Mental health: the unspoken truth

​​It’s time to talk about the big elephant in the room- mental health. The traumatic consequences of the pandemic, stress, and insurmountable pressure high school students face have been vicious. More specifically, anxiety and depression consume students like a plague. An epidemic has been unfolding for a long time, and we are the victims.

Lake Forest Academy provides students with an unparalleled academic curriculum,  athletic program, leadership opportunity, and community. Students are supposed to enjoy taking time out of their day to pursue these activities; however, they are overwhelmed by the constant assault of homework, a crowded sports schedule, and the unyielding pressure to seem perfect. 

We never have enough time in a day for homework, family time, sleep, sports, relaxation, and school itself. The most concerning issue is a lack of action being taken by teachers, even though they acknowledge that students are overworked, stressed, and drowning in commitments. The severity of this situation is being downplayed- there is a message being sent by teachers that we are expected to prioritize each class, to spend hours on work no matter the time of day, and that extensions or mental breaks are not considerable. 

We are scared to ask for help, to drop a class to lighten our schedule, to miss an assignment in fear of being harshly penalized. Whenever we raise our need to rest, we are shut down, our work ethic misunderstood, and ultimately labeled lazy.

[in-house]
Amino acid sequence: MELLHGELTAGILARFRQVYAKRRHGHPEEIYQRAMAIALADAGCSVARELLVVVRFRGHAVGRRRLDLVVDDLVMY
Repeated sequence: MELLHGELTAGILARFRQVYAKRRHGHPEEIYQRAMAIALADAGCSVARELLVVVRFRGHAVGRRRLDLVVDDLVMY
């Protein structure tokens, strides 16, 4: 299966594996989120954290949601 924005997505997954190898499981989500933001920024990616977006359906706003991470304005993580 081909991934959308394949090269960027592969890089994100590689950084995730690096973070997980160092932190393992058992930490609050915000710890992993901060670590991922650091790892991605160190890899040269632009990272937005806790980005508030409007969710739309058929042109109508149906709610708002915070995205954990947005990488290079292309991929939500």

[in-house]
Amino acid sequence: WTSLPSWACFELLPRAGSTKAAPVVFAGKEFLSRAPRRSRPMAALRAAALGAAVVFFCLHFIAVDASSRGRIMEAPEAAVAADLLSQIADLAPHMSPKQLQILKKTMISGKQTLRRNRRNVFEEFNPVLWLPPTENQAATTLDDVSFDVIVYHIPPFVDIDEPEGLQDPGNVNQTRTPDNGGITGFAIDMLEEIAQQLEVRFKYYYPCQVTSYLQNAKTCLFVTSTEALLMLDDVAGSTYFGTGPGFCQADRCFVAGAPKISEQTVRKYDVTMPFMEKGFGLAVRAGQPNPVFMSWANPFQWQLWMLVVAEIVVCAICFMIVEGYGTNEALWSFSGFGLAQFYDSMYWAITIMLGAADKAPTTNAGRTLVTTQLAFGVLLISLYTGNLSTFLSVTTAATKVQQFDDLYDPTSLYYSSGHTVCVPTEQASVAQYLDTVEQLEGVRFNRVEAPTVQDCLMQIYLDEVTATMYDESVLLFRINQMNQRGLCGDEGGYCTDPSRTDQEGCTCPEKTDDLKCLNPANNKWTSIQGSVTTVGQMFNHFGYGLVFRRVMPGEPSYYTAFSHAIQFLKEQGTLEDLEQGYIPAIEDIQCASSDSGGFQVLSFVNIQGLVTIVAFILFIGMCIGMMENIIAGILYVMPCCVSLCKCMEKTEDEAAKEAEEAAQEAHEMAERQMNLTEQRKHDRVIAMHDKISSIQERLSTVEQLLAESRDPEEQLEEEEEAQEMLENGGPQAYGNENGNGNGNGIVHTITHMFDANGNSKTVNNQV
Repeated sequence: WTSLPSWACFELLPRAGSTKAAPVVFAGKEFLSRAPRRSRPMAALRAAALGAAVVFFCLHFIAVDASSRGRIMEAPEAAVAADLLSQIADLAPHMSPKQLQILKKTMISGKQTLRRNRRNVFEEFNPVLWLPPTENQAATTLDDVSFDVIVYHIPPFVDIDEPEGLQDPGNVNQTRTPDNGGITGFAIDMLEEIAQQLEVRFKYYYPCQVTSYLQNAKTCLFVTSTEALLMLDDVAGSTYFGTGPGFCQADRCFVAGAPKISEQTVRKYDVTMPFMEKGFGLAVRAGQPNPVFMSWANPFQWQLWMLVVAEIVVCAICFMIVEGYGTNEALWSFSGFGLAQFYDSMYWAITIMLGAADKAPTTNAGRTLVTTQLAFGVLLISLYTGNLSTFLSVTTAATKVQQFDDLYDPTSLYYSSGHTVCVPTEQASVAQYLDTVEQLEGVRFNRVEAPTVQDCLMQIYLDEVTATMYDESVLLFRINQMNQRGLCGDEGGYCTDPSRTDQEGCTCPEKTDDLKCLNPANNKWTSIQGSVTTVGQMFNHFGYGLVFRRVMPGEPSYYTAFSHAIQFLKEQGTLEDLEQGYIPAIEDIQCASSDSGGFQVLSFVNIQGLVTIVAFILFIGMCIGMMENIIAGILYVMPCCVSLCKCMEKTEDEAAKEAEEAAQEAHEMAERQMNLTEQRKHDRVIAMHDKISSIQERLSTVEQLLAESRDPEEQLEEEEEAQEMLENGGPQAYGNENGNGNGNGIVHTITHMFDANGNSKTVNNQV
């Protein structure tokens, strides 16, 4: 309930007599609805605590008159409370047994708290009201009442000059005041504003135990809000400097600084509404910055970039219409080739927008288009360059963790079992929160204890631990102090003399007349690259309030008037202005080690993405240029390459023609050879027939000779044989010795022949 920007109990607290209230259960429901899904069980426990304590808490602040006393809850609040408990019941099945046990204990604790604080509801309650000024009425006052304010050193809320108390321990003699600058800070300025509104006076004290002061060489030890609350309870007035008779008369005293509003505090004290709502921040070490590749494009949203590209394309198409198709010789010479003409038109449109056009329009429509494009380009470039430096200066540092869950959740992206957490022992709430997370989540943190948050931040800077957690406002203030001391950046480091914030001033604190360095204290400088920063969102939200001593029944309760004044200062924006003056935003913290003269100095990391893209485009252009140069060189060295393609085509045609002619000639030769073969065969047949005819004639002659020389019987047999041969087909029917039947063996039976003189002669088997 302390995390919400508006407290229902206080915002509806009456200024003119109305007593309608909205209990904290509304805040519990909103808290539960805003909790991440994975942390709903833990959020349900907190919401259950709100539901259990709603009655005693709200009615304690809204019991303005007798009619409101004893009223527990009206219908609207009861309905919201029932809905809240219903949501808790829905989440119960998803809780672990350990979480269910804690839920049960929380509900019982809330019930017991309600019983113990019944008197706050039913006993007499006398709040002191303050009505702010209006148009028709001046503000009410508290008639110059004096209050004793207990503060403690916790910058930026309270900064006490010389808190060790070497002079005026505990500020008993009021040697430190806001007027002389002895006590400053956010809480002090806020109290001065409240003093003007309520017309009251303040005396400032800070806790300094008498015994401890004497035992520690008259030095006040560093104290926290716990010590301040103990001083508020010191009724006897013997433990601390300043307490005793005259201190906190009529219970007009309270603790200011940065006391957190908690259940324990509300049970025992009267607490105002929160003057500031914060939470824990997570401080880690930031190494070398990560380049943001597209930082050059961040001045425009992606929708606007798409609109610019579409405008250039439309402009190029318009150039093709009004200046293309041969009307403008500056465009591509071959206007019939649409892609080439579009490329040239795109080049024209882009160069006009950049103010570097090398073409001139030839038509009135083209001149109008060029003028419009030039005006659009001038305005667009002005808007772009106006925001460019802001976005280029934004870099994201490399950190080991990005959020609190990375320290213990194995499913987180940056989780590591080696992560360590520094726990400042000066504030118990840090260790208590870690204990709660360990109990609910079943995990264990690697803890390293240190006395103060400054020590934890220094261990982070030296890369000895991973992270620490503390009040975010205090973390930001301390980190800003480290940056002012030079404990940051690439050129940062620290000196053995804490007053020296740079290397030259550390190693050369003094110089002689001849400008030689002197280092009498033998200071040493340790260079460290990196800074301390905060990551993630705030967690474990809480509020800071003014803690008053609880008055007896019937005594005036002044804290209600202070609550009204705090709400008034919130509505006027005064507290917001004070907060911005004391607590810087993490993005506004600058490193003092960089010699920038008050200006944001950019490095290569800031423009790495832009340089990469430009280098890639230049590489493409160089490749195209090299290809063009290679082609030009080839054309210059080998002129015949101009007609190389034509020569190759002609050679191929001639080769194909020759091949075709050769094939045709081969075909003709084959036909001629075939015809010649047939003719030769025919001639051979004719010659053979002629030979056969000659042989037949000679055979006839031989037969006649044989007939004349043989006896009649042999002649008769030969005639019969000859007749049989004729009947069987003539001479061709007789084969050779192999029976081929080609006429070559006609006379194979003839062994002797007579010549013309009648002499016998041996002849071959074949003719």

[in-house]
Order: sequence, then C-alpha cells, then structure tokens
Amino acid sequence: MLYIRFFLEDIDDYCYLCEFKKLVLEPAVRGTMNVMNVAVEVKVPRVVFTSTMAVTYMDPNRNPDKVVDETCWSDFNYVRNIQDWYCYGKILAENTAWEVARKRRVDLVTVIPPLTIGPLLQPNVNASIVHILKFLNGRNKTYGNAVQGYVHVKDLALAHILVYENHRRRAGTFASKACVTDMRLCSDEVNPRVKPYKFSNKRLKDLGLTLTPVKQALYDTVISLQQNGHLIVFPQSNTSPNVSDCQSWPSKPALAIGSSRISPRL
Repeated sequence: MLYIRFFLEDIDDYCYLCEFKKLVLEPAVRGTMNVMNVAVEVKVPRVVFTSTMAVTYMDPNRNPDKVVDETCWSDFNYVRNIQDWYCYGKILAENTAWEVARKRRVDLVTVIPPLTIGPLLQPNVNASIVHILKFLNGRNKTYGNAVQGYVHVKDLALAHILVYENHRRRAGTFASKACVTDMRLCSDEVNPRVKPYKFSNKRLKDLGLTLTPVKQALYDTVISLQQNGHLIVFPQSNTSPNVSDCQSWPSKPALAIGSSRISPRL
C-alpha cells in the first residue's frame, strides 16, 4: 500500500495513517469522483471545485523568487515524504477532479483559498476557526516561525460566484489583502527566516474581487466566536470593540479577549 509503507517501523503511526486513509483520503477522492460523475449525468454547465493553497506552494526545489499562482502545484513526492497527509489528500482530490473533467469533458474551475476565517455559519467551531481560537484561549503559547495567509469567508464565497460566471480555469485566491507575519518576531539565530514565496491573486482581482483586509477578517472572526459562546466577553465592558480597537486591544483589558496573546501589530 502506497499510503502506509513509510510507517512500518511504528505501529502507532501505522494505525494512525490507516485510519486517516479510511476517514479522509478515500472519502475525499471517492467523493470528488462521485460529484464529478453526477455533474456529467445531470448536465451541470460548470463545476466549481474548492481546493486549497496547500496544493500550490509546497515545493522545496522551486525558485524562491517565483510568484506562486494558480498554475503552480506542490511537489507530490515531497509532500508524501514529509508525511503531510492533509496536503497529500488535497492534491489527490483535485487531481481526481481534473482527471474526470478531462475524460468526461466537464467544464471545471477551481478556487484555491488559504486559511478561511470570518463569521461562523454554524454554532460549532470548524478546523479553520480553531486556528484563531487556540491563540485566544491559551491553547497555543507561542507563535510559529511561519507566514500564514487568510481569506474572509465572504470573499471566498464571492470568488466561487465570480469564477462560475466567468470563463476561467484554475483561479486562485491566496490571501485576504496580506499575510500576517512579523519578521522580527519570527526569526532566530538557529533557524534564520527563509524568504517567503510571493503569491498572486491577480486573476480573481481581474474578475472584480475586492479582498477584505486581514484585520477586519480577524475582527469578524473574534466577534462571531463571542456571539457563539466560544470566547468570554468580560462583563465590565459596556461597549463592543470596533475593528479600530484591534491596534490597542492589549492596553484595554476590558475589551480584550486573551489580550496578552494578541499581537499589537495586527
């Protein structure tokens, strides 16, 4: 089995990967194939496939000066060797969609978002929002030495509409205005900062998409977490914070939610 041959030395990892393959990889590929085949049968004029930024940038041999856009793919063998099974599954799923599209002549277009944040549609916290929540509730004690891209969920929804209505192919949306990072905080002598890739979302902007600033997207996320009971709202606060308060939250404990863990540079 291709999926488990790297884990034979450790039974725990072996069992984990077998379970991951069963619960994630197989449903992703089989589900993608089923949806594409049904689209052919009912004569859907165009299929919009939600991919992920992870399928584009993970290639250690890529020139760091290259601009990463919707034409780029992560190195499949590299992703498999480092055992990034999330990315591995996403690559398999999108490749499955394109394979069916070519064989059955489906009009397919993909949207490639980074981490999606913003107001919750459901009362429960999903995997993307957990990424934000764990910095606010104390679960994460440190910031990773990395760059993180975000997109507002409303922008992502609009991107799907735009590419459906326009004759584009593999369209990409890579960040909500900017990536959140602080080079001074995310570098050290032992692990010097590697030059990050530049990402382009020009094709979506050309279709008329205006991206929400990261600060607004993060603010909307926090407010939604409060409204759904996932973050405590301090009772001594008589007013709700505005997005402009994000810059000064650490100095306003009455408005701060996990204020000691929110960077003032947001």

Jennifer Madeley, LCSW School Counselor, said, “[Sleep] is one of my bigger concerns; kids are saying that they sleep way fewer hours than they should.” 

This lack of sleep can often be credited to excessive homework coinciding with an early start to school. One of these needs to change. The LFA handbook states that each regular class is limited to 30 minutes of homework, and AP classes are limited to 45, each night. But if a student takes 6 classes, that could be almost 4 hours of work after a 7 hour school day and 2 hours of sports practice. Where is the time for a mental break? For dinner? For a night of at least 8 hours of uninterrupted sleep? The answer is that we don’t have enough time in the day for all of it, especially when teachers are assigning more than 30 minutes of homework, which is a common occurrence. 

Students desperately need time to be kids. We aren’t adults, and we have concealed problems that are going on outside of school. It seems that many adults at LFA think students’ lives revolve around academics, with completing hours of homework- even after an extremely demanding school day- their only priority. We are not robots.

When asked what one thing LFA can do to make students less stressed, many students said they need their teachers to communicate with each other. This year, students have complained of taking several tests from different classes on the same day and a lack of effort from teachers to space these out throughout the week. It would not be unreasonable for a test calendar to be put in place. 

The biggest question is: what can we do about this as a community, and what can adults do to support their students? In response to this question, Madeley had a lot of meaningful insight. 

“In order to help our community, we need to acknowledge what everyone is going through,” said Madeley. She also stressed the importance of teachers reaching out to students and doing check-ins with each other. “We shouldn’t feel that we’re alone. We need to build bridges and support one another in this community, students and adults alike,” Madeley said. 

This is an outcry for help. Students need relief and assistance but feel alone and ignored, abandoned and neglected. To ask for help is already a struggle, but to then to feel unheard? All we ask is that LFA makes itself a safe and comfortable home for students. But, lately, it seems that the lively and bright aura that LFA once had is circling the drain. It’s essential that this problem is addressed by every member of the LFA community. Together, we can create change.